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Bot Fraud Costs Online Advertising Industry Billions

Online advertisers are losing billions – not to rival advertisers, but to bots.

Online advertisers are losing billions – not to rival advertisers, but to bots.

According to a report from the Association of National Advertisers (ANA) and fraud detection firm White Ops, bot fraud will cost advertisers an estimated $6.3 billion in 2015 and an estimated $5.5 billion this year.

As part of the study, researchers analyzed 181 campaigns from 36 ANA member companies and measured 5.5 billion impressions in 3 million domains during a 60-day period between August and September.

During those two months, the research revealed 23 percent of video ad impressions were bot fraud, as were 11 percent of display ad impressions. Dan Kaminsky, chief scientist and co-founder of WhiteOps, noted that display ads don’t pay as much as video ads, and fraudsters follow the money.  

“We see campaigns with massive amounts of fraud, and we see campaigns that are remarkably clean,” he said in an email. “Quality control is the difference between 1 percent fraud and 50 percent fraud. Not to put too fine a point on it but bots don’t buy anything.”

“We were surprised to see so many premium sites, particularly those we weren’t even running on” he added. “In one major instance we saw a half million hits a day on a premium site that most assuredly did not have our code. It was being injected by malware, carried with the inserted ad.”

Publishers who bought sourced traffic from a third party as a means to drive additional unique visitors to their site were particularly hard hit, the study found, with a bot fraud rate of 52 percent detected on that sourced traffic. Bot traffic in programmatic inventory averaged 17 percent.

“Bot traffic comes from everyday computers that have been hacked,” according to the report. “Over 67 percent of bot traffic observed in the study came from residential IP addresses. Bot traffickers remotely control home computers to generate ad fraud profits. Bots hijack browsers to masquerade as real users, blend in with human traffic, and generate more revenue.”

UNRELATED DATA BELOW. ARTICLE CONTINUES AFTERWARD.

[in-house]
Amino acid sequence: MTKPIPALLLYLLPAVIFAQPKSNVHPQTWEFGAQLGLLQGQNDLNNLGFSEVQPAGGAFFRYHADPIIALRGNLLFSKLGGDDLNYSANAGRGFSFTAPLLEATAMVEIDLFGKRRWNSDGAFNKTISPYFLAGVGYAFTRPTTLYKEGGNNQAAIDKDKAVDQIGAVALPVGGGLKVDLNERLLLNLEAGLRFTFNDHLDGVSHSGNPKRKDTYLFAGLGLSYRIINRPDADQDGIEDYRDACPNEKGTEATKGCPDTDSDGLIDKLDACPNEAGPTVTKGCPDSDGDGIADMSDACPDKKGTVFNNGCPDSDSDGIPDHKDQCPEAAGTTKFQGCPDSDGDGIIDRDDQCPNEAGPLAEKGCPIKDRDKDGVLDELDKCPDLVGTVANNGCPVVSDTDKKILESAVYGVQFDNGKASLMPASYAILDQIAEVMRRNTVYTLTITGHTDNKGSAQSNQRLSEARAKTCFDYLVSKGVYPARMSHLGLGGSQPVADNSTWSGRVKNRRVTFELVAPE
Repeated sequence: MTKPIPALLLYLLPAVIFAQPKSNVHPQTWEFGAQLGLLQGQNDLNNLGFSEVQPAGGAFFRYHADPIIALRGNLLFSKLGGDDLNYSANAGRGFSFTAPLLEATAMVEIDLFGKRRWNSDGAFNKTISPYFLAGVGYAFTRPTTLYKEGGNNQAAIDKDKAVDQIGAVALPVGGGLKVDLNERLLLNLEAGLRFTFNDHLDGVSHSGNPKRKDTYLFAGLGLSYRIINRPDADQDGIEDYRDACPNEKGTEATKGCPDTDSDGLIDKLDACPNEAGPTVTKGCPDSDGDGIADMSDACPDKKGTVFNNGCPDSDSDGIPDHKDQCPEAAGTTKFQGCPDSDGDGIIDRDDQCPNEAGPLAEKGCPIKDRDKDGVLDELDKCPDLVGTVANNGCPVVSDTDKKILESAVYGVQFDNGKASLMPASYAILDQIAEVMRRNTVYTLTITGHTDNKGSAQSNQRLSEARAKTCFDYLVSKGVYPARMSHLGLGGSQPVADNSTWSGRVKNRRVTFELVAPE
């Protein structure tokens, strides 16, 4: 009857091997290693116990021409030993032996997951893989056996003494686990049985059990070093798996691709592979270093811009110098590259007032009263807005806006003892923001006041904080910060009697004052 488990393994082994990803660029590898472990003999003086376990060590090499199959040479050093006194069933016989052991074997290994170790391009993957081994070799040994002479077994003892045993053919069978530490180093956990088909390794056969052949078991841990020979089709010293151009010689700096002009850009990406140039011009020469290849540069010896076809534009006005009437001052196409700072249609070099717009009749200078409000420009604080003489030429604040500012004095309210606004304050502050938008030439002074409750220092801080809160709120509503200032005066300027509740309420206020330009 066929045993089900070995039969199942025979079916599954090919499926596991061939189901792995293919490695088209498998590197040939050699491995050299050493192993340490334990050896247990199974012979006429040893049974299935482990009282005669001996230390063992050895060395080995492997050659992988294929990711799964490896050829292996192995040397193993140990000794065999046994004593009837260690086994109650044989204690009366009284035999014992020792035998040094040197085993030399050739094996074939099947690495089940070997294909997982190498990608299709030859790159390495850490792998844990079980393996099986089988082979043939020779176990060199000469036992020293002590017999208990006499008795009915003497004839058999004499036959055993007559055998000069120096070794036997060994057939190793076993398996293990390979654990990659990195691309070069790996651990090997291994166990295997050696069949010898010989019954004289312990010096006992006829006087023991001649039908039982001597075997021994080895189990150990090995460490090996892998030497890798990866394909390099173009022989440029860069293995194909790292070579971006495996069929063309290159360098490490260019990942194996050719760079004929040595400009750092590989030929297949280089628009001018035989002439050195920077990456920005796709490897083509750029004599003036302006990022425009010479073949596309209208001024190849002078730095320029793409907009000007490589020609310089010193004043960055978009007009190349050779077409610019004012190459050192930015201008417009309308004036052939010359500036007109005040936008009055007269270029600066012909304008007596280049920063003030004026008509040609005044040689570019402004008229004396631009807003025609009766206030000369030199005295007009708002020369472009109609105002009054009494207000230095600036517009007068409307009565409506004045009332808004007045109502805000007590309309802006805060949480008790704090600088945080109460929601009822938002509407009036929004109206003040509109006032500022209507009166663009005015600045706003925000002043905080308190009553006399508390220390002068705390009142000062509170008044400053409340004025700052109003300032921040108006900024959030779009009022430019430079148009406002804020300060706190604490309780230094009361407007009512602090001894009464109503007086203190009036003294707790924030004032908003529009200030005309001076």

Botnet activity was highest between midnight and 7 a.m., meaning that ad buyers can reduce illegitimate traffic by focusing on hours when people are more likely to be awake, the report notes. In addition, nearly 60 percent of the impressions coming from IE6 and roughly half of the ones coming from IE7 were identified as bots, so the industry should optimize media for the newest browsers, the report recommends. Organizations should also demand transparency for sourced traffic and include language on bot traffic in their terms and conditions, the report states.

“The findings from this study and our industry action plan reflect the joint mission of the ANA, IAB and 4A’s to create a trustworthy supply chain,” said Bob Liodice, president and CEO of the ANA, in a statement. “The eradication of bot fraud is critical to the ongoing health of the internet and the ANA is taking the steps necessary to meet this challenge.”

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